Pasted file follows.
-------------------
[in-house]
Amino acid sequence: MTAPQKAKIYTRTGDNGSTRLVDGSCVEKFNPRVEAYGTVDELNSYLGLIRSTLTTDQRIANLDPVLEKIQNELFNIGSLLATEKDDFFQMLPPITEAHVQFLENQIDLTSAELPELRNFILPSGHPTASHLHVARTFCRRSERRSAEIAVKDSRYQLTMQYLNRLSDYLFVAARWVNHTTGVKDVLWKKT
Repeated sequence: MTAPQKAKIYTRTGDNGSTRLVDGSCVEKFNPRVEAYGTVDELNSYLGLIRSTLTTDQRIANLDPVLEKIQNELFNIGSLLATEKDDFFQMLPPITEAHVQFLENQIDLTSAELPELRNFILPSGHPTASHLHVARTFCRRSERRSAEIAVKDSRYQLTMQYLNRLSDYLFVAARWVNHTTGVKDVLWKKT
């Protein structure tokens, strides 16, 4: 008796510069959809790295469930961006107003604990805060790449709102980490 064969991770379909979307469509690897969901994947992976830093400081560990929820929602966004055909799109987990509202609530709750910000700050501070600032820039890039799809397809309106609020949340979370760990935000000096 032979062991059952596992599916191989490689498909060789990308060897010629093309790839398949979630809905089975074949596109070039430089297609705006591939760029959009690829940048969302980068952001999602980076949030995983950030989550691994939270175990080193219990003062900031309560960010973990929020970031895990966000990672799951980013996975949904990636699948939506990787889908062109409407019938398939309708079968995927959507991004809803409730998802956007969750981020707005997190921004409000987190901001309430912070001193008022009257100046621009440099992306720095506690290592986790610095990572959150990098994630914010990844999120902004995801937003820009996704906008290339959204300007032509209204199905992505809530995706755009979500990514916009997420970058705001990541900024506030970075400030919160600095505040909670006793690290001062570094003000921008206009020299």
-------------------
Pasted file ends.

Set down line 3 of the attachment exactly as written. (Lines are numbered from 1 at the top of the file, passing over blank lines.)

Repeated sequence: MTAPQKAKIYTRTGDNGSTRLVDGSCVEKFNPRVEAYGTVDELNSYLGLIRSTLTTDQRIANLDPVLEKIQNELFNIGSLLATEKDDFFQMLPPITEAHVQFLENQIDLTSAELPELRNFILPSGHPTASHLHVARTFCRRSERRSAEIAVKDSRYQLTMQYLNRLSDYLFVAARWVNHTTGVKDVLWKKT